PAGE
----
Temu and Shein are breaking South African retailers

 ·19 Jun 2024

Business confidence among retailers may be back at the long-term average, but those in domestic clothing retailers are being hit hard by online competitors like Shein.

According to the Bureau for Economic Research’s Retail Survey for 2024Q2, business confidence among retailers increased by 5 percentage points to 39%, which is level with the long-term average.

The survey was notably done before the general election, which led to substantial uncertainty in respondents’ outlook.

“Less load-shedding than expected and a slight moderation in headline inflation may have
boosted retail confidence,” said the BER.

“This was likely countered by political uncertainty surrounding the election and the expectation that interest rates may remain higher for longer than anticipated at the start of the year.”

There is also a significant variation in the differing retail subcategories.

Confidence among semi-durable goods retailers, such as textiles, clothing, footwear, and leather goods dropped from 38% in 2024Q1 to 68%.

The drop in confidence follows weak sales in 2024Q1 following a high base period following the Covid-19 pandemic and the 2023 Rugby World Cup.

Online competitors like Temu and Shein may also be straining the sales of domestic clothing retailers.

Confidence among furniture retailers and new vehicle dealers also dropped, with these sectors also vulnerable to high interest rates.

That said, retailers in non-durable goods and hardware reported improved confidence.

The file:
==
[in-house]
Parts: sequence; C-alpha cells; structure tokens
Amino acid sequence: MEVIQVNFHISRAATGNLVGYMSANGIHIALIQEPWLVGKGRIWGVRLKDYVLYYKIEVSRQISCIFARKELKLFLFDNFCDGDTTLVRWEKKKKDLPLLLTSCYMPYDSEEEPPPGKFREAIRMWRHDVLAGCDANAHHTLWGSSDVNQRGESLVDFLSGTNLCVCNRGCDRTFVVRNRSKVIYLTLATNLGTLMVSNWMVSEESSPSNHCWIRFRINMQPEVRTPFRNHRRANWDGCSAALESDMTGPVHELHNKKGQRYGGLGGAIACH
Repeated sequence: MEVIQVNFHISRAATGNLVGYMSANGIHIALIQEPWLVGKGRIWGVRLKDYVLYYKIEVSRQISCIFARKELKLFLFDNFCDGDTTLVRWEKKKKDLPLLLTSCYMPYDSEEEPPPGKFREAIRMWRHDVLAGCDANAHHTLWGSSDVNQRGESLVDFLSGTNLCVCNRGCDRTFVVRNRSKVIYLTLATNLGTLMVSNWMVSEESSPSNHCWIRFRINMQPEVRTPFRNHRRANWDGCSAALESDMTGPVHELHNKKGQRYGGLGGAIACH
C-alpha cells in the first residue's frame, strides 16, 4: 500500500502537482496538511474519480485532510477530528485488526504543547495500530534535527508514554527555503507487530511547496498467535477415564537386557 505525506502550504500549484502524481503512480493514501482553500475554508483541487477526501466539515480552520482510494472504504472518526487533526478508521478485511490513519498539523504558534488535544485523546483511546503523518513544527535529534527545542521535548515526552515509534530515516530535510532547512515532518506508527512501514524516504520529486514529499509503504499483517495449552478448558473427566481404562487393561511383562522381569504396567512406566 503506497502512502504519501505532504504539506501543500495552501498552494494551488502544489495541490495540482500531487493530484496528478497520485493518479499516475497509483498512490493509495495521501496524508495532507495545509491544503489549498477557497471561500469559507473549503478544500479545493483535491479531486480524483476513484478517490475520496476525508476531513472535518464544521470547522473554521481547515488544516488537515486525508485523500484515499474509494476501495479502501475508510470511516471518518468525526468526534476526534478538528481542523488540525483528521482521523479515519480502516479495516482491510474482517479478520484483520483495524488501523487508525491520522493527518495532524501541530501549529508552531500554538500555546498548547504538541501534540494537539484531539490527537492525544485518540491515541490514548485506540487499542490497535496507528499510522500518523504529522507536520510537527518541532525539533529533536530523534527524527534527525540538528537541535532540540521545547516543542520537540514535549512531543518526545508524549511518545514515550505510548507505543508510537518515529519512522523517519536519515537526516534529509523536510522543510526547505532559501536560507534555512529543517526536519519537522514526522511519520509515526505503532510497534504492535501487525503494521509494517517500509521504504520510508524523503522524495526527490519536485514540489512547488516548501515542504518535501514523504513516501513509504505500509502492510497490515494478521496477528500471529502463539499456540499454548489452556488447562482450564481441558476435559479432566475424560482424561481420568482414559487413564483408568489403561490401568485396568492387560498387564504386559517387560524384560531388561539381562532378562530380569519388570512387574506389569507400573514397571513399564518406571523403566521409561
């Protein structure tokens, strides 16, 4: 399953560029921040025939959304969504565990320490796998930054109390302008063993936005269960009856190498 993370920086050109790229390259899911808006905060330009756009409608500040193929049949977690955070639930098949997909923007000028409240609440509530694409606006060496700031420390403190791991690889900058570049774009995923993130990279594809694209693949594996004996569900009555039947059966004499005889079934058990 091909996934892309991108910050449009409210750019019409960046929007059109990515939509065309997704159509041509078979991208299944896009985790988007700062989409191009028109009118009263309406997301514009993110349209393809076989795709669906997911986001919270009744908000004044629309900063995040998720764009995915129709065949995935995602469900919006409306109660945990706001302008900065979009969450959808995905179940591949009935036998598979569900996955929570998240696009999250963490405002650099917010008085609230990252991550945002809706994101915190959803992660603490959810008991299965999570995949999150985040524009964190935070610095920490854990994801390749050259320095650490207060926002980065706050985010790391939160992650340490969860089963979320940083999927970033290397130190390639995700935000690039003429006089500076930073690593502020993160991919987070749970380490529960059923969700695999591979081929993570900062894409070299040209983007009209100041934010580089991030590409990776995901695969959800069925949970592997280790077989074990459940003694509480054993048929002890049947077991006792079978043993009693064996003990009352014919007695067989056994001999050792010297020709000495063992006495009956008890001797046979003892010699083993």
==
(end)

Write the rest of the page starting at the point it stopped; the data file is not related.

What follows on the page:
“Despite improved confidence, retailers of non-durable goods are more pessimistic about sales
volumes than during the first quarter,” said the BER.

“Stats SA reported a 1.9% increase in sales volumes for the first quarter, but the BER survey results suggest that the trend may weaken this quarter.”

Hardware retailers are far more bullish, with confidence more than tripling from 15% to 47%.

For the first time in two years, hardware retailers’ confidence was near the long-term average, with the index tracking the volume of orders placed by hardware retailers increasing from -28 to 21 index points (against the long-term average of -21), supporting the bullish sales outlook.

“Looking ahead, less load-shedding than in 2023, a moderation of inflation and (hopefully) less political uncertainty, once the new parliament has been announced, may boost the sector,” said the BER.

“However, consumers’ real disposable income will be constrained for as long as real interest rates remain high, with a particular impact on furniture retailers and new vehicle dealers.”

Time almost up

While Shein and other retailers like Temu have been putting local retailers under pressure, tax changes expected to come into effect from 1 July may put a stop to this.

From 1 July, the South African Revenue Service (SARS) has committed to tax all clothing parcels with an import duty of 45% plus VAT, breaking the tax loophole these importers have been able to exploit to get products into the country for cheap.

The so-called de minimis rule allowed Shein and Temu to get clothing parcels of under R500 through customs with a 20% import duty and 0% VAT.

Mark Goodger, CEO and founder of Maritime Legal Solutions and Chartered Tax Adviser from the South African Institute of Taxation told Broad Media that in terms of high-volume, low-value consolidated shipments, it is apparent that Shein and Temu used this provision.

Clothing retailers complained that they always had to pay the 45% plus VAT rate for imported clothes, putting them at a disadvantage to direct-from-China importers like Temu and Shein.

SARS is now closing this exploit to level the playing field.

Read: Property set to shine in South Africa

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